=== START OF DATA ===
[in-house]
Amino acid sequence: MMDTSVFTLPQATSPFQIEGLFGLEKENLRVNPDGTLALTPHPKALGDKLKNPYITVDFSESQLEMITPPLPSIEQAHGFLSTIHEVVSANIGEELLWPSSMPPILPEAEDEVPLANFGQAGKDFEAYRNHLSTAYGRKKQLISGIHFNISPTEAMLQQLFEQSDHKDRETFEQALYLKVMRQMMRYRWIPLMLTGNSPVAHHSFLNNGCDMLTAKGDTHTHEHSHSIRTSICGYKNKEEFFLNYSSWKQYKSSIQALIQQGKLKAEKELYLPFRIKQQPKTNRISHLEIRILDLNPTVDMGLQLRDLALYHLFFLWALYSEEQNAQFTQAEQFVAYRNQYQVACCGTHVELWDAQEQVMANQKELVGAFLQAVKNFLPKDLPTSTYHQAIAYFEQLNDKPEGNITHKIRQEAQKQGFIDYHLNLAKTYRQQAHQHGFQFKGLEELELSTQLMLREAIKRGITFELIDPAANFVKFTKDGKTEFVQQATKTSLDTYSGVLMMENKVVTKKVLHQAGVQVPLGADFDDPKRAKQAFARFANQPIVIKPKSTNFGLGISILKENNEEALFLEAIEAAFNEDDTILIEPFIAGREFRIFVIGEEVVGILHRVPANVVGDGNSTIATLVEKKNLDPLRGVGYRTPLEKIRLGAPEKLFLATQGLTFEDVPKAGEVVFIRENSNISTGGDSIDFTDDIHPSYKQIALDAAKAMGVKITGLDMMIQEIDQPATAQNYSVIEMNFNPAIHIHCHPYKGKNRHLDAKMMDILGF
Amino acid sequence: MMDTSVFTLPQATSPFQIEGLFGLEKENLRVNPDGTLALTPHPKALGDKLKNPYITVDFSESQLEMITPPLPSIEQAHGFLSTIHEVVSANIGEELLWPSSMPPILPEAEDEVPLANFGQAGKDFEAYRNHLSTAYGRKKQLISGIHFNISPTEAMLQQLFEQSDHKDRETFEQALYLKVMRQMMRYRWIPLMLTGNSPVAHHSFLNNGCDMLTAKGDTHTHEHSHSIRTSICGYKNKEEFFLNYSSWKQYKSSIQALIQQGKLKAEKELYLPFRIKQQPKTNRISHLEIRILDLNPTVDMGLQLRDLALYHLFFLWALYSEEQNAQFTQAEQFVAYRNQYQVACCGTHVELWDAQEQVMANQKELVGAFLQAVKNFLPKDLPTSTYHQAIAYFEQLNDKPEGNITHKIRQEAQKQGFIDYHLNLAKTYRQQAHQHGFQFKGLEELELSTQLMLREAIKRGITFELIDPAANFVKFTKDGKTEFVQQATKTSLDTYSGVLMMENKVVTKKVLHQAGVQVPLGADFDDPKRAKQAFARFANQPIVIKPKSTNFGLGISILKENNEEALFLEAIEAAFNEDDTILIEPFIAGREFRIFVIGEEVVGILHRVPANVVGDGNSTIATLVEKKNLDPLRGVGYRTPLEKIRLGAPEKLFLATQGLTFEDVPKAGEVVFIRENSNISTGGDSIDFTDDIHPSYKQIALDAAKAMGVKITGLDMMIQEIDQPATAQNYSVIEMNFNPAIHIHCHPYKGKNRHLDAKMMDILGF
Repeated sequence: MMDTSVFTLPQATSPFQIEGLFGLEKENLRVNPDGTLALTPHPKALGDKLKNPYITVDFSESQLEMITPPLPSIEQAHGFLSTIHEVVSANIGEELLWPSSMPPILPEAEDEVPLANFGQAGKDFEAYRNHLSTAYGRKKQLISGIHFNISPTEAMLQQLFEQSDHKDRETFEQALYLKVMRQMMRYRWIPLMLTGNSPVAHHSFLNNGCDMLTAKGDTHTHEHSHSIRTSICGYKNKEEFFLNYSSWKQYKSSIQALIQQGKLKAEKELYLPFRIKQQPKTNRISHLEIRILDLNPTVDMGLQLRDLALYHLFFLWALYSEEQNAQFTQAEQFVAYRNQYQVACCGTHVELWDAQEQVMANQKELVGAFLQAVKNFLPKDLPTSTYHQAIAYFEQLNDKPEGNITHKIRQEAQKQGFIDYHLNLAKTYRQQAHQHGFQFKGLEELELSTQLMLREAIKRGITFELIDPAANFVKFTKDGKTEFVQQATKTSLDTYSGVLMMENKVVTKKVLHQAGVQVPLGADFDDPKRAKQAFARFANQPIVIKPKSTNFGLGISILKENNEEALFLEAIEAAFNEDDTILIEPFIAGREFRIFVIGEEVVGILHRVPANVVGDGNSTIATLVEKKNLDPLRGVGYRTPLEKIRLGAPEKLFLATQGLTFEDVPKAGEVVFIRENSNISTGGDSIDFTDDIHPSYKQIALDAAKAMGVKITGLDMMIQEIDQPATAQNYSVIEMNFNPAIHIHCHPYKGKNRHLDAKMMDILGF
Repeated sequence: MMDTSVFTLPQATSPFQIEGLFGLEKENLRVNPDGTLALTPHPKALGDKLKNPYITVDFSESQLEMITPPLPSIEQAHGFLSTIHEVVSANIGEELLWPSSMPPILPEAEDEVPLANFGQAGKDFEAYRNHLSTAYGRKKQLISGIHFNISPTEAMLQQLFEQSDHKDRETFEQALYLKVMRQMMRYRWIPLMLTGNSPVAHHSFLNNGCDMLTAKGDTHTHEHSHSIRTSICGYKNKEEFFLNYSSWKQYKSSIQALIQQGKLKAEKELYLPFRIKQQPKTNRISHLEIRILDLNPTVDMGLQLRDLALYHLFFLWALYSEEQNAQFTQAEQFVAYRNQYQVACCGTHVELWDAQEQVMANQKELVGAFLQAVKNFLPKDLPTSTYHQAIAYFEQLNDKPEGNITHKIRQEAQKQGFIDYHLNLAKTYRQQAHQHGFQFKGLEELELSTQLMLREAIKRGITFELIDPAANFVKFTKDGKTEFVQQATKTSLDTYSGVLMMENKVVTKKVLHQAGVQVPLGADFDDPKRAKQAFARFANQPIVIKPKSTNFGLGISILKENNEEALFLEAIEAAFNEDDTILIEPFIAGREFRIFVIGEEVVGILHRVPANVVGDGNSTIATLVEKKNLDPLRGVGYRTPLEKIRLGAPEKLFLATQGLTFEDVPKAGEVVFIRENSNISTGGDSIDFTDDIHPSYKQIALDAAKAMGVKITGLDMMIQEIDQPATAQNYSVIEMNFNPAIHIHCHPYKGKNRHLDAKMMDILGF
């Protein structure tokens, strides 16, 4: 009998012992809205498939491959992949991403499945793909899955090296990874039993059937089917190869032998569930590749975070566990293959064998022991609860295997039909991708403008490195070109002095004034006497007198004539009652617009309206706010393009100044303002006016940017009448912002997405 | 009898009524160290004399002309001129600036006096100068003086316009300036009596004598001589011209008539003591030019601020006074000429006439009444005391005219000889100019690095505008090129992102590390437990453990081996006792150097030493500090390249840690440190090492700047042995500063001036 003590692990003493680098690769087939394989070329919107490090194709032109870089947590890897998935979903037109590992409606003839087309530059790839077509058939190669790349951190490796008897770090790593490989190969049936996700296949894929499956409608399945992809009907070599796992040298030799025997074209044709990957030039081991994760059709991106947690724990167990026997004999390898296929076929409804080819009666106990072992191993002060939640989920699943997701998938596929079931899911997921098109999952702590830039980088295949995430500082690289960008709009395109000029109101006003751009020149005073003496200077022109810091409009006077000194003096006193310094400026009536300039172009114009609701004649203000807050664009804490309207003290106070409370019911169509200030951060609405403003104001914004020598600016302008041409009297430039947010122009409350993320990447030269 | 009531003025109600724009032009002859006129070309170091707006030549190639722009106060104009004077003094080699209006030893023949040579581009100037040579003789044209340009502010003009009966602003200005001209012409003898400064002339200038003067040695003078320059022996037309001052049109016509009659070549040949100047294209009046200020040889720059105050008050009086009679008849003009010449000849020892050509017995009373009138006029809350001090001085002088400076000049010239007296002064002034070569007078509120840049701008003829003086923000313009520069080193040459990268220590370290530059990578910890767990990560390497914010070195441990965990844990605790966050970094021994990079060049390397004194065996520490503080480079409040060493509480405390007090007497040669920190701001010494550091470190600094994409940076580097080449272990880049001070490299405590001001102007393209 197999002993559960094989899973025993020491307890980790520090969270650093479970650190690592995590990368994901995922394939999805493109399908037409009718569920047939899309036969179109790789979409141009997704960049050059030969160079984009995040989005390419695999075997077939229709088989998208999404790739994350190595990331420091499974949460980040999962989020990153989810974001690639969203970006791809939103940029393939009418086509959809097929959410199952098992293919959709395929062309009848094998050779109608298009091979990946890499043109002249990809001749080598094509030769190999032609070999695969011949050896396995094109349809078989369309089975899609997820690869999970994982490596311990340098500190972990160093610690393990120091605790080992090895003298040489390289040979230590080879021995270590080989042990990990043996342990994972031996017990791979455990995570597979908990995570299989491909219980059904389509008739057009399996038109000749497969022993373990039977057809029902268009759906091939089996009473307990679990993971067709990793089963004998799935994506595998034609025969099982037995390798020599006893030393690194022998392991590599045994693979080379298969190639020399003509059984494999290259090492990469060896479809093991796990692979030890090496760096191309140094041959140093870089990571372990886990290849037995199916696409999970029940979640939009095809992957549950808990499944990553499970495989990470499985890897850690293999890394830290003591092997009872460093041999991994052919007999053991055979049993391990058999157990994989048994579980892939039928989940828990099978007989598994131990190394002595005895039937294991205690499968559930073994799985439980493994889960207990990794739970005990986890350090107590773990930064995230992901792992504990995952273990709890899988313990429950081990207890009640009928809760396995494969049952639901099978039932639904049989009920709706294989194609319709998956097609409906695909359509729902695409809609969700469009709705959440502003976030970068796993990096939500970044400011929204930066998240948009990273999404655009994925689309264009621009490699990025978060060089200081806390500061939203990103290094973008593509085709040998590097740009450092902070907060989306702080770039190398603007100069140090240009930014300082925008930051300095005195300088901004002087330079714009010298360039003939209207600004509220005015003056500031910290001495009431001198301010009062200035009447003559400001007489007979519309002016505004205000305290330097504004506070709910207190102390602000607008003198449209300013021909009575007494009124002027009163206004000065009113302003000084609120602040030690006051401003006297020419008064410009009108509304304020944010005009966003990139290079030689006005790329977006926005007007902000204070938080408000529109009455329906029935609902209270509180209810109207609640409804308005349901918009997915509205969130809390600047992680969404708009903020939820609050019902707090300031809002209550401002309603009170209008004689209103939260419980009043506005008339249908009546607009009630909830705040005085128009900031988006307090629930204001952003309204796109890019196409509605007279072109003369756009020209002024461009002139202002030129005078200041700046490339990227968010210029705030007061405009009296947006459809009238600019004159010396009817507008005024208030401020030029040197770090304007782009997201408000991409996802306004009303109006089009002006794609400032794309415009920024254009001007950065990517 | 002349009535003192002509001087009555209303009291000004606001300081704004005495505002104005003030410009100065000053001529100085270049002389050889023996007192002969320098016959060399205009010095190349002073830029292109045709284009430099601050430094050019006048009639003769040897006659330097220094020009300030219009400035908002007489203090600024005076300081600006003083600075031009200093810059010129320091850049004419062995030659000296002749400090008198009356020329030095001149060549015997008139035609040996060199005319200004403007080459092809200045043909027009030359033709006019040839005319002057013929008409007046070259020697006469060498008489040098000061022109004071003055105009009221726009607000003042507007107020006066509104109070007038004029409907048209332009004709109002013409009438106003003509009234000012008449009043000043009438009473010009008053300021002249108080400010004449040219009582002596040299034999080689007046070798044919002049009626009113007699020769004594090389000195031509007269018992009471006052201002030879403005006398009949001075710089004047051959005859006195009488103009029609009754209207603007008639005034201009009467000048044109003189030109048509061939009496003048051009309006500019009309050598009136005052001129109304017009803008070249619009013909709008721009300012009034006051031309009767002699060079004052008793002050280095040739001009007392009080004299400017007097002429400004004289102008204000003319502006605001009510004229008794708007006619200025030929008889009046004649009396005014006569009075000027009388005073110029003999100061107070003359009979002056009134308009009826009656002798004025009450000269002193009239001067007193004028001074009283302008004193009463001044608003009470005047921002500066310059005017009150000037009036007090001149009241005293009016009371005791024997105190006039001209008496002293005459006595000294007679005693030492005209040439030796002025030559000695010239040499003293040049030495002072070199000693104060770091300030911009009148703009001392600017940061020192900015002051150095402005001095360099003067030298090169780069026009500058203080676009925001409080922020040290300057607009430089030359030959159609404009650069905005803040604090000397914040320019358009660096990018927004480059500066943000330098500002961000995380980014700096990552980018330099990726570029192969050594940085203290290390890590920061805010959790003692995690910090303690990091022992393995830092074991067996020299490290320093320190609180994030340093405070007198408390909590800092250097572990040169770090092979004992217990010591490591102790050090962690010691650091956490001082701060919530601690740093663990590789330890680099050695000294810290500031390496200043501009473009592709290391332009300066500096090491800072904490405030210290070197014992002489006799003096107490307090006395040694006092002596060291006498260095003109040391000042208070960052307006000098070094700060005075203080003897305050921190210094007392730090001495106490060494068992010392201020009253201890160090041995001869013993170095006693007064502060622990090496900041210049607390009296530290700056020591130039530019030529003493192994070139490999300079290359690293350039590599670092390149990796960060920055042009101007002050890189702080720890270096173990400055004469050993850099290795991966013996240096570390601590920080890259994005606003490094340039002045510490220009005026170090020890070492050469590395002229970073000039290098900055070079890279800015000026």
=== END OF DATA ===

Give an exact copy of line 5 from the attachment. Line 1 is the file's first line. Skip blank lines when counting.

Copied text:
Repeated sequence: MMDTSVFTLPQATSPFQIEGLFGLEKENLRVNPDGTLALTPHPKALGDKLKNPYITVDFSESQLEMITPPLPSIEQAHGFLSTIHEVVSANIGEELLWPSSMPPILPEAEDEVPLANFGQAGKDFEAYRNHLSTAYGRKKQLISGIHFNISPTEAMLQQLFEQSDHKDRETFEQALYLKVMRQMMRYRWIPLMLTGNSPVAHHSFLNNGCDMLTAKGDTHTHEHSHSIRTSICGYKNKEEFFLNYSSWKQYKSSIQALIQQGKLKAEKELYLPFRIKQQPKTNRISHLEIRILDLNPTVDMGLQLRDLALYHLFFLWALYSEEQNAQFTQAEQFVAYRNQYQVACCGTHVELWDAQEQVMANQKELVGAFLQAVKNFLPKDLPTSTYHQAIAYFEQLNDKPEGNITHKIRQEAQKQGFIDYHLNLAKTYRQQAHQHGFQFKGLEELELSTQLMLREAIKRGITFELIDPAANFVKFTKDGKTEFVQQATKTSLDTYSGVLMMENKVVTKKVLHQAGVQVPLGADFDDPKRAKQAFARFANQPIVIKPKSTNFGLGISILKENNEEALFLEAIEAAFNEDDTILIEPFIAGREFRIFVIGEEVVGILHRVPANVVGDGNSTIATLVEKKNLDPLRGVGYRTPLEKIRLGAPEKLFLATQGLTFEDVPKAGEVVFIRENSNISTGGDSIDFTDDIHPSYKQIALDAAKAMGVKITGLDMMIQEIDQPATAQNYSVIEMNFNPAIHIHCHPYKGKNRHLDAKMMDILGF